Things about Hijab that we apparently can’t repeat often enough

I read this great article today about how after so much argument, people STILL see the veil as representing oppression etc. I thought that the tagline, “I’m not oppressed, because I choose to dress this way” was repeated way too much, but the author of this article concludes that it’s not repeated enough.

The article is called Unveiling the Veil. Read it. I know articles about hijab get tiring because the subject is soo overdone, but this one is actually well-written. I got to the page and was rolling my eyes before I even started, but it’s actually not too bad. 🙂
Here are some of my favorite excerpts:

“In your typical introduction to women’s studies class, you might spend a few weeks (near the end of the semester) on “women of color.” If you’re lucky, one class period will be devoted to Islam and feminism. You’ll study a typical “liberal” feminist who criticizes the institution of purdah and asserts that it doesn’t allow women freedom. Then you’ll read the Muslim feminist who waxes lyrically about how she doesn’t have to worry about having abs of steel in time for bikini season. She then goes on to conclude that purdah is just fine, as long as it’s the choice of the woman herself.

At this point, everybody in the class is in solemn agreement: It’s not the fabric that’s the issue. It’s the coercion. No one should have to wear either a hijab or a bikini if she doesn’t want to. Class dismissed.”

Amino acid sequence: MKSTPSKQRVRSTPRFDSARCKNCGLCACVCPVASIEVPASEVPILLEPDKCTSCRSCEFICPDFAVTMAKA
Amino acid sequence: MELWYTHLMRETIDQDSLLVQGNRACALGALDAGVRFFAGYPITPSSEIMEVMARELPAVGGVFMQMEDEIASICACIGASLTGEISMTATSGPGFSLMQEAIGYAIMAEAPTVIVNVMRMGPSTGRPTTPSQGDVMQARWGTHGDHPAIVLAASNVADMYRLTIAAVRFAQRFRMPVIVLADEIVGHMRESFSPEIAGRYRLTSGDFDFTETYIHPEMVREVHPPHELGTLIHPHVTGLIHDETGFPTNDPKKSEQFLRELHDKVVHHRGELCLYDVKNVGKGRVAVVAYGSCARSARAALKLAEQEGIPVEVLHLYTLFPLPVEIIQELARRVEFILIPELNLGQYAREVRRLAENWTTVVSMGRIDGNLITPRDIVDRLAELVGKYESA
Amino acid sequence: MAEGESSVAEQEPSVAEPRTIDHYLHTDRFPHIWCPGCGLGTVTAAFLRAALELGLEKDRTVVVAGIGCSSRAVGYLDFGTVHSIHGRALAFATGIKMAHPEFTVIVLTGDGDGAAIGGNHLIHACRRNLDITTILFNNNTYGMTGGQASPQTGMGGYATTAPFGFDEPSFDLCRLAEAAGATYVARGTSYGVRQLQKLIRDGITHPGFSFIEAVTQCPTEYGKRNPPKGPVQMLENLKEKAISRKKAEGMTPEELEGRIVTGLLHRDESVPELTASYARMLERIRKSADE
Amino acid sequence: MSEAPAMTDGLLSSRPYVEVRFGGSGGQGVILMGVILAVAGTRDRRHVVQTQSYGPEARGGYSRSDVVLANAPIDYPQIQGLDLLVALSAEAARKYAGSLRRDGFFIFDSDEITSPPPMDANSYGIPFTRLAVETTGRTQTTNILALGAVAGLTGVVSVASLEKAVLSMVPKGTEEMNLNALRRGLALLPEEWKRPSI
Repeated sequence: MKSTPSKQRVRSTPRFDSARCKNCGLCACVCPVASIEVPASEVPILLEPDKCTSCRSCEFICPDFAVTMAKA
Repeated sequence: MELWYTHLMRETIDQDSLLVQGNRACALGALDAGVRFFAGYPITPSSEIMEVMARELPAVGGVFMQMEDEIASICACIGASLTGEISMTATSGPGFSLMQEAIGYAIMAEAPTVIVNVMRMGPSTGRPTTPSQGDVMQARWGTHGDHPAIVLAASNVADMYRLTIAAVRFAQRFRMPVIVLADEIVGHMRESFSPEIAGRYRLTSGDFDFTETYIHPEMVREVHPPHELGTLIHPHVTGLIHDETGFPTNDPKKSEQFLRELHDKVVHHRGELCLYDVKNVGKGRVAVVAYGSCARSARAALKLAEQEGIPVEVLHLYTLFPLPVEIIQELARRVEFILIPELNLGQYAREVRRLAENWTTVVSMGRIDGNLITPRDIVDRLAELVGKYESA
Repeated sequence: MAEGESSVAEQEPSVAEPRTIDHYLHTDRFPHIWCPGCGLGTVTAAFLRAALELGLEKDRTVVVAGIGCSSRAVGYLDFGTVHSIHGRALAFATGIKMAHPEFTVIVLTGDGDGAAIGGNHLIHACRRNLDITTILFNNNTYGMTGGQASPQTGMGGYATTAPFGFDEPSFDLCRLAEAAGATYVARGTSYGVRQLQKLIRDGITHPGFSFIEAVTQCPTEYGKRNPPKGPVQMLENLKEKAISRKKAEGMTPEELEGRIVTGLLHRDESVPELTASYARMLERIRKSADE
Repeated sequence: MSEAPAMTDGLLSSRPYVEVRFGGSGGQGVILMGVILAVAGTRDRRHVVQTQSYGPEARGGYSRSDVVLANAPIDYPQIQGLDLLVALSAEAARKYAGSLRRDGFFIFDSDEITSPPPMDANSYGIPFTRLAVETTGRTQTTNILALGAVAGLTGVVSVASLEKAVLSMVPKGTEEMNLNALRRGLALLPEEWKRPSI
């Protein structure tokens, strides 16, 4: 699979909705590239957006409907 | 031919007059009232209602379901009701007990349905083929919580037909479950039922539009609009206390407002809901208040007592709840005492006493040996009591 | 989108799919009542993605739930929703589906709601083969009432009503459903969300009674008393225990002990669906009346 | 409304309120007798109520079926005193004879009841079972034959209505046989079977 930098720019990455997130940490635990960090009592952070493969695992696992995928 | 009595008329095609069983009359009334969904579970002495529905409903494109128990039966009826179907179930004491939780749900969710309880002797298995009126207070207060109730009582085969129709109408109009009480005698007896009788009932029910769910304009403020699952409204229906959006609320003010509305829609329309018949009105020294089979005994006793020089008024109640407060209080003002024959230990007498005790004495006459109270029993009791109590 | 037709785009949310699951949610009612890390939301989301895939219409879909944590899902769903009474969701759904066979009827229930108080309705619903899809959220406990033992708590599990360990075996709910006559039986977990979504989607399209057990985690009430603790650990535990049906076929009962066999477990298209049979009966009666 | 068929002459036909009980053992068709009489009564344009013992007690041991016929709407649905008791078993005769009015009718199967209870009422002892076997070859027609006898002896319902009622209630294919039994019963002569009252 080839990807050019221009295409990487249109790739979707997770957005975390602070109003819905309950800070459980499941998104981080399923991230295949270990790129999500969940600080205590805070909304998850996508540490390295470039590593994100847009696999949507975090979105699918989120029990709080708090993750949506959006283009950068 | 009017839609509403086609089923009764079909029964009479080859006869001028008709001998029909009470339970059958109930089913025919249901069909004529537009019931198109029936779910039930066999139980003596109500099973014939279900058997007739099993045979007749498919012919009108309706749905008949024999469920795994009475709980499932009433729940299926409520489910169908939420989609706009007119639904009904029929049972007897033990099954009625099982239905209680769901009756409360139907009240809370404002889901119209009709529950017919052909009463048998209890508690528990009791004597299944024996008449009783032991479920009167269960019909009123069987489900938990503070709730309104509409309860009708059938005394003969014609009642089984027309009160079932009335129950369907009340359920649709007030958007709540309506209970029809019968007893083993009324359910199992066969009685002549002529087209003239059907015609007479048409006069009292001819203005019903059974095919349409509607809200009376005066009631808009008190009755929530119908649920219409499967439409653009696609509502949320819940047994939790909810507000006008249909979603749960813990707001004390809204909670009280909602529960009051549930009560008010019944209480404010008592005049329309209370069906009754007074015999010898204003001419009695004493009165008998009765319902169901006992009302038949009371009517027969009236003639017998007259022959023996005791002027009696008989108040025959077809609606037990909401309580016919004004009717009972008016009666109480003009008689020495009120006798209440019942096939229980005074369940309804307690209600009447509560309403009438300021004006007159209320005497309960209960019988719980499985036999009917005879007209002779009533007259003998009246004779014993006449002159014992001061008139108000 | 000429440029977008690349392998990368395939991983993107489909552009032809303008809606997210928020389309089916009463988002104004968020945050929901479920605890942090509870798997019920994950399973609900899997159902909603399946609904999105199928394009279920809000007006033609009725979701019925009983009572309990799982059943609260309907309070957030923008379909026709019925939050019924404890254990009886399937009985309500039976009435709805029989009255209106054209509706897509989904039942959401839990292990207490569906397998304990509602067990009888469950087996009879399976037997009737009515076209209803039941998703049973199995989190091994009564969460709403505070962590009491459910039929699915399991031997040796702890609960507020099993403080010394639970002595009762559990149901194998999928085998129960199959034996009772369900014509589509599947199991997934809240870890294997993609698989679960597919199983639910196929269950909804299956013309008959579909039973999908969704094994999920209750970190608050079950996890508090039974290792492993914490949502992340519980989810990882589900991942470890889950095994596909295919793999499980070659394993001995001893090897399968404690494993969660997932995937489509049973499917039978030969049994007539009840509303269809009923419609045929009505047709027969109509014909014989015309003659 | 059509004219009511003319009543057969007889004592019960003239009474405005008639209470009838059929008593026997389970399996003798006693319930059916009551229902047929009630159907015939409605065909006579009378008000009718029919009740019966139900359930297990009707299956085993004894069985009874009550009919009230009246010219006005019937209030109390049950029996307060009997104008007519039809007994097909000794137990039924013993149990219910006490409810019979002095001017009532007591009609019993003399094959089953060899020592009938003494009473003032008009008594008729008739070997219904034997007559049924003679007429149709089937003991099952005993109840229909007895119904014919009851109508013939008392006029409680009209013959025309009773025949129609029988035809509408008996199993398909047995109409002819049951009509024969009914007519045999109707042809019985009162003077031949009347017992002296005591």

“Listening to the Piliafas’ story reminded me that maybe Women’s Studies 101 isn’t that cliched after all. Many people still assume that by placing a piece of fabric on my head, I’ve pitched my brains into the dumpster, given my rights away to any male in a 50-mile radius and buried my voice in the backyard.”

Muslims and Putting things into Proper Perspective

I was listening to yet another lecture on hijab with Yasir Qadhi and there was nothing very unique about it, it was very dumbed down and simple and it was the usual stuff. But something at the end sort of struck me when he spoke about the *importance* of hijab. He said something to the effect of we shouldn’t put it before everything, like it’s not more important than praying and other things but we’re also not going to say that the way we dress is irrelevant, because it is relevant. It seems like people don’t like to hear that last part. Now before everyone jumps on me, I know and believe that hijab is fard by ijma, there’s no ikhtilaf on at least covering everything but face, hands (and feet? I’m not going to get into this, that is not the point of my post so don’t bother.) I get that.

I just feel like the outward aspect of hijab is so emphasized for some women that once they wear it, they think they’re done and this is a phenomenon that can be pretty damaging. I know many parents that I know of want their daughter to wear at least the headscarf and ignore what type of clothing she wears, so we have so many girls in tight clothing and hijab. These negative things are only coming from us giving an outward symbol more importance than the qualities of modesty and chastity and the type of clothing worn.